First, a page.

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Last Updated on 9 May 2020 by Gertrude

Even if you spend 20 years studying for the finest unique degree in Kenya, there’s no job that comes easily.

I spent years studying but got no job. I ‘tarmacked’ until I borrowed shoes from my sister whose feet are three sizes mine, I’d drag the shoes. I felt useless because the degree didn’t help me, I felt cornered.

The worst part, I was never allowed by the degree to be who I wanted to be … explore my creative genius. It was books after books after books which didn’t make sense.

I later learnt that there are some easy degrees in Kenya which you can take to ensure you a job placement if a job is something you want.

Don’t be deceived though no matter how easy these degrees sound, don’t do them if they aren’t your passion. You will feel trapped as I did.

It’s better to pursue a degree that allows you to dive into your strengths than do it for the sake of how easy it is to get a job. 

Best Degrees to Pursue as a Kenyan Ensuring You a Job

The following are the best degrees to pursue as a Kenyan ensuring you a job and they include the following: 

  1. Psychology 

If you love motivating people or are naturally empathetic, then the field of Psychology is for you. You don’t need to stop there though, you will understand why people behave the way they do.

Psychology helps predict behaviour. You will know what gets people motivated to behave, work, act, react.

I love Psychology because I have studied it in my bachelor days and my Forensic Psychology classes and keep studying Psychology when it comes to marketing.

With this degree, you are going to work as a counsellor, social worker, project manager, human resources director/manager, a registered nurse.

All these careers are in high demand in Kenya and in need of qualified professionals. You need to have experience in your field because the fields are highly competitive.

So, I’d advise to have a combination of digital skills like digital marketing or acquire as many certificates as possible to set you apart.

Remember, to set up your practice as a psychologist, you need to have a Masters or PhD in Psychology. 

2. English 

Though I love the English language it gets confusing for the speakers of English as a second or third language.

I love English and studied for it in the uni. But it gets complicated if not hard when you get into the Origins of Language and English Syntax, Grammar and Morphology.

You have to learn the best construction of sentences. Over the years, I learnt I like to play around a bit, I mean, flexibility is mine. English is rigid like any language.

After you finish your degree you will become either an English Professor or high school teacher. But teaching is flexible so you can get work faster as a marketing manager/executive, technical writer. 

3. Education

Teachers are forever in demand not only in Kenya but in the world.

Teachers teaching the sciences like Physics, Chemistry or Biology and Maths are always on demand.

You can also work as a special education teacher, which pays even more. Or work as an executive director in an NGO or charity organisation.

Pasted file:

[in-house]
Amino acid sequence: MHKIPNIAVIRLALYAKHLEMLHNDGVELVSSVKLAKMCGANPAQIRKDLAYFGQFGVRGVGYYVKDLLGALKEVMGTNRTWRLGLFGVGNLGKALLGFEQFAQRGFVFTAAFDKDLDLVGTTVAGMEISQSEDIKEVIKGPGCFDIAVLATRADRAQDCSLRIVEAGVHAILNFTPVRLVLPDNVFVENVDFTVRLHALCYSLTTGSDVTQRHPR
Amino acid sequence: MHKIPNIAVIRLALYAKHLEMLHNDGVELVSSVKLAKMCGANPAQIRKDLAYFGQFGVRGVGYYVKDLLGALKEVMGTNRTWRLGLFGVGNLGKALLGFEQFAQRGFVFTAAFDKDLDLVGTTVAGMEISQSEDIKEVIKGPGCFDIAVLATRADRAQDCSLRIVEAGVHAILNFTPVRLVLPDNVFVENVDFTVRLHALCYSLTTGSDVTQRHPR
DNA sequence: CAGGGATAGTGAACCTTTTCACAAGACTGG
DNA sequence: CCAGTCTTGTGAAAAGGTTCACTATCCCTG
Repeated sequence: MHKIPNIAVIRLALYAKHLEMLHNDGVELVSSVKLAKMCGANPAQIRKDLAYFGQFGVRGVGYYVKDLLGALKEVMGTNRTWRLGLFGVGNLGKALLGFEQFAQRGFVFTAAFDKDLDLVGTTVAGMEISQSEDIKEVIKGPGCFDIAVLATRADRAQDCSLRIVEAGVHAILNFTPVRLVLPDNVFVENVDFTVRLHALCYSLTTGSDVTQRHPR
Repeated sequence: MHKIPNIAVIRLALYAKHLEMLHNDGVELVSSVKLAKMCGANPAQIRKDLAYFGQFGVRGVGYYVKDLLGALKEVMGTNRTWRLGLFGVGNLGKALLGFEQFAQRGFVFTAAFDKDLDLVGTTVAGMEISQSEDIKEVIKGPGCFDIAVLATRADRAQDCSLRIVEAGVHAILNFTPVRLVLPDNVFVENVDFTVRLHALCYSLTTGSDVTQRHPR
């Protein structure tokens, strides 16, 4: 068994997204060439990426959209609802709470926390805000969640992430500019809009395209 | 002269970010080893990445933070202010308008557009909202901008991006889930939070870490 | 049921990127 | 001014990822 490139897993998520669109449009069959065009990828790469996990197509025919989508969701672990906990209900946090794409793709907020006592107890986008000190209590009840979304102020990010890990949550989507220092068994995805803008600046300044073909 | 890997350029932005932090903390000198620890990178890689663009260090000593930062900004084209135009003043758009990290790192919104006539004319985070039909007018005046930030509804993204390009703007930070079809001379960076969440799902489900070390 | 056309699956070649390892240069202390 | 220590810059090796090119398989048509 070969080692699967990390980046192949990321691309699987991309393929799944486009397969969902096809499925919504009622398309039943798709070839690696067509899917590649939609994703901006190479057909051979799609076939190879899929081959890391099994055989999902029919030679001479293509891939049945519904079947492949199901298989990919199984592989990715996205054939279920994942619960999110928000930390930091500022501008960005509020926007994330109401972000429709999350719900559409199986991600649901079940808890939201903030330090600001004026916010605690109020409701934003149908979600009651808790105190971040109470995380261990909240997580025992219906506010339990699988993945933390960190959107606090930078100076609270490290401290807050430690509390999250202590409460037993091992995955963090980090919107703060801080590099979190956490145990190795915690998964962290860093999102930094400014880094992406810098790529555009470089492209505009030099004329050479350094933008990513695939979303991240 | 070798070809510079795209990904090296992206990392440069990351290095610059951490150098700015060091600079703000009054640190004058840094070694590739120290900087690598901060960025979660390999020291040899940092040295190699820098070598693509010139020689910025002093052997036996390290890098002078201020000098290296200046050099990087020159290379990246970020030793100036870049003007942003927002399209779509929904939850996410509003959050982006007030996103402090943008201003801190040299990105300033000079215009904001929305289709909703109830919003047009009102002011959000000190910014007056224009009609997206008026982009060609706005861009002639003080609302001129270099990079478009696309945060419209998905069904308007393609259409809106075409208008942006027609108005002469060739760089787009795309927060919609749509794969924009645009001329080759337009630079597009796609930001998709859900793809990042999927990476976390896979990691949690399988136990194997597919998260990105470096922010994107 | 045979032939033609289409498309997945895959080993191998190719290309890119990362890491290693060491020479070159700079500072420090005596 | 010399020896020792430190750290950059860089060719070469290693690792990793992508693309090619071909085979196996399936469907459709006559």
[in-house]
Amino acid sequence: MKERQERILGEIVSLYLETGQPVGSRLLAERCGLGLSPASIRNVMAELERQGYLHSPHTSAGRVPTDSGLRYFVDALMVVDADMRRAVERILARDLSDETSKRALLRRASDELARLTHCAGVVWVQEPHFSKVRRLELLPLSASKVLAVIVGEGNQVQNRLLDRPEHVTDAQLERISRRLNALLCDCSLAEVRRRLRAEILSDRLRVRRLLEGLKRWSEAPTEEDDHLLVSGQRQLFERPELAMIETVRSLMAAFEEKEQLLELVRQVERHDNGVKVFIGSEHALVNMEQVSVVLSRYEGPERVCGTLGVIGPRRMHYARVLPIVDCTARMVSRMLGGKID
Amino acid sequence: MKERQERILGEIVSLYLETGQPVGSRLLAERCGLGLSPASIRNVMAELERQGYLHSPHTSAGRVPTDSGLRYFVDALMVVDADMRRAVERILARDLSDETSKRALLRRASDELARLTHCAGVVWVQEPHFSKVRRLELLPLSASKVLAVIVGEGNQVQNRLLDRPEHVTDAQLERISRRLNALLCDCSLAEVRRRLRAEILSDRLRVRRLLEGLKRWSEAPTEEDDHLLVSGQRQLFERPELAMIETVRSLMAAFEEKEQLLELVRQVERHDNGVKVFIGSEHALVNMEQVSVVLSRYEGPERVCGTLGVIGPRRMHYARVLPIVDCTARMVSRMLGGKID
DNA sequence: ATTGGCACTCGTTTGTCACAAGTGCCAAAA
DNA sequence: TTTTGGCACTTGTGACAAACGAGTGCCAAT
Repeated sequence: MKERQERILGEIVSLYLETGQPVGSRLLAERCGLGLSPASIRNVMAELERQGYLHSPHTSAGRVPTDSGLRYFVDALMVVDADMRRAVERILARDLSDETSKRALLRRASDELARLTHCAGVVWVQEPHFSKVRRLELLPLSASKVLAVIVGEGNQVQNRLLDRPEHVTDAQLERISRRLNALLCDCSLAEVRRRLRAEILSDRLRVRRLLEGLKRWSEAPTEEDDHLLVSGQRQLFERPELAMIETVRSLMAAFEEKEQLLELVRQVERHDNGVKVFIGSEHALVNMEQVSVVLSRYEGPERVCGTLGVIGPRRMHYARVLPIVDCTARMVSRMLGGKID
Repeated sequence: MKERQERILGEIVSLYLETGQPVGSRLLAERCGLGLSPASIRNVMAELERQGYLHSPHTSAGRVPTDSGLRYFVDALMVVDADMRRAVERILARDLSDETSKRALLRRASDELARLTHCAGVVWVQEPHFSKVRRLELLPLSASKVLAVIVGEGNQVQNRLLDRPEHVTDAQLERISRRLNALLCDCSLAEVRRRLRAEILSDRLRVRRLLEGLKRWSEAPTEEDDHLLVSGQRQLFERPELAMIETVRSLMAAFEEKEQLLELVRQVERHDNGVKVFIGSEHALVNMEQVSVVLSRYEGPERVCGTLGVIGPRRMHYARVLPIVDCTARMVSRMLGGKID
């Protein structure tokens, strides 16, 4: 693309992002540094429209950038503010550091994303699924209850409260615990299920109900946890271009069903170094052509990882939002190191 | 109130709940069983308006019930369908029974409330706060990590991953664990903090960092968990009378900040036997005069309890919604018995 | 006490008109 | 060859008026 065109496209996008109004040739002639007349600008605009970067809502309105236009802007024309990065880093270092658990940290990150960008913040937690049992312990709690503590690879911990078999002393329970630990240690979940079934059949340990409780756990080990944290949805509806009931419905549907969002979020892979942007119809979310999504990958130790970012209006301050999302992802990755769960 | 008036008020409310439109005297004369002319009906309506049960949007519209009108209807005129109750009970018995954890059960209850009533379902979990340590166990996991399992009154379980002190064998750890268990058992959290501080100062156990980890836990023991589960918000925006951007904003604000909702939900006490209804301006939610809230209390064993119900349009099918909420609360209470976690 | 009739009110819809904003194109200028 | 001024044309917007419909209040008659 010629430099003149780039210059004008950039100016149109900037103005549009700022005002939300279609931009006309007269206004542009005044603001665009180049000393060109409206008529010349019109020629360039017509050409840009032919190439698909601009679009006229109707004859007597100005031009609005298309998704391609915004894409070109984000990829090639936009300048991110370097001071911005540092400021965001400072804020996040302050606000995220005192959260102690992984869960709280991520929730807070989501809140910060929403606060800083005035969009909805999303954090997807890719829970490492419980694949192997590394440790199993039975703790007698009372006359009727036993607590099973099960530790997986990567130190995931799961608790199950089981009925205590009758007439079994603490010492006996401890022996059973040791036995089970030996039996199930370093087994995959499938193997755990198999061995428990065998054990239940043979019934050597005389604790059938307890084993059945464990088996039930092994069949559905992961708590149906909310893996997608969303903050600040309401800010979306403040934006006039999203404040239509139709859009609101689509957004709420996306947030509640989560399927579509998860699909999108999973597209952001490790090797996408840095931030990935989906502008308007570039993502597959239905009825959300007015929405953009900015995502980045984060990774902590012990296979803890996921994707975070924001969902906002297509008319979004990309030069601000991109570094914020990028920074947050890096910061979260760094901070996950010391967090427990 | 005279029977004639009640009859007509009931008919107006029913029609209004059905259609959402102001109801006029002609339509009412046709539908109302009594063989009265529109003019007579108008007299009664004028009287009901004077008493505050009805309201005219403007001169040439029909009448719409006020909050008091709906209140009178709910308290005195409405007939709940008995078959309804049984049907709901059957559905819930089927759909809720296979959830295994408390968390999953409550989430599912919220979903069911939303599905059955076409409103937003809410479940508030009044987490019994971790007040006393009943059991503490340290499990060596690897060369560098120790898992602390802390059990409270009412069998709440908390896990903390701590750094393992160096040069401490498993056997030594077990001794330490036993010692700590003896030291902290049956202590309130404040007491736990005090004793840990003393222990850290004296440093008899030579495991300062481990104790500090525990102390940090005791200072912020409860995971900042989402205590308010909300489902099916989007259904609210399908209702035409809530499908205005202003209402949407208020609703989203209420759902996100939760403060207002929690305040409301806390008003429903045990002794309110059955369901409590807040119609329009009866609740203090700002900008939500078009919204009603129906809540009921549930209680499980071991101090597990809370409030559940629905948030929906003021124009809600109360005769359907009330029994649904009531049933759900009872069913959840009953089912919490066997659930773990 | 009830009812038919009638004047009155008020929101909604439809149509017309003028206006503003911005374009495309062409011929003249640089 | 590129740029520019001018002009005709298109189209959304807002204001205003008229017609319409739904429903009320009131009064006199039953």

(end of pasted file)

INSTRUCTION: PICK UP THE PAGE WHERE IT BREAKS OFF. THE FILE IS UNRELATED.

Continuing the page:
4. Social Work 

Social workers are volunteers, they serve the community for the greater good.

They say whatever you do as a social worker it’s for the goodness of the victim.

Social workers work in family trauma centres, NGOs, They listen to stories of violence and dysfunction all day. It’s not a miracle to a social worker to hear about a father raping a daughter.

Social workers can also work as mental health specialists, therapists, nursing, home administration, community service manager and probation officers. 

5. History 

We love a piece of the past, don’t we all?

Now, Historians in Kenya can get jobs as museum technicians, research analysts, attorney/lawyers, teachers of history, director of operations.

Historians have excellent critical and research skills, they are always digging up the past or finding out more information. 

6. Sociology 

When in the university, you have to study Sociology and Psychology no matter your field of study.

It’s important to understand the societies where people come from so you can make informed decisions about their patterns of behaviour.

For example, after identifying Ted Bundy as a serial killer, they had to do a bit of background on him to determine if the environment he was brought up in contributed to his lynching of women and girls.

As a sociologist, you can also work in the fields of an executive assistant, marketing research analyst, project manager or management analysis. 

7. Criminal Justice 

As a forensic psychology graduate, you are taught the same topics as those studying for criminal justice.

I wanted to know how investigations are done in Kenya, to my shock, they’re rarely done unless you’re prominent.

Most murders in Kenya are considered suicide, accidents or overdoses, a secret I’m revealing to you.

Now, as a criminal justice graduate, you can work in the police force or as a private investigator, or a C.I.D. I have seen criminal justice graduates becoming pastors, maybe because they know and understand human behaviour. 

8. Creative Writing 

Are there creative writers in Kenya? Well, those who have mastered the English language to carve out New York or Amazon Best Sellers?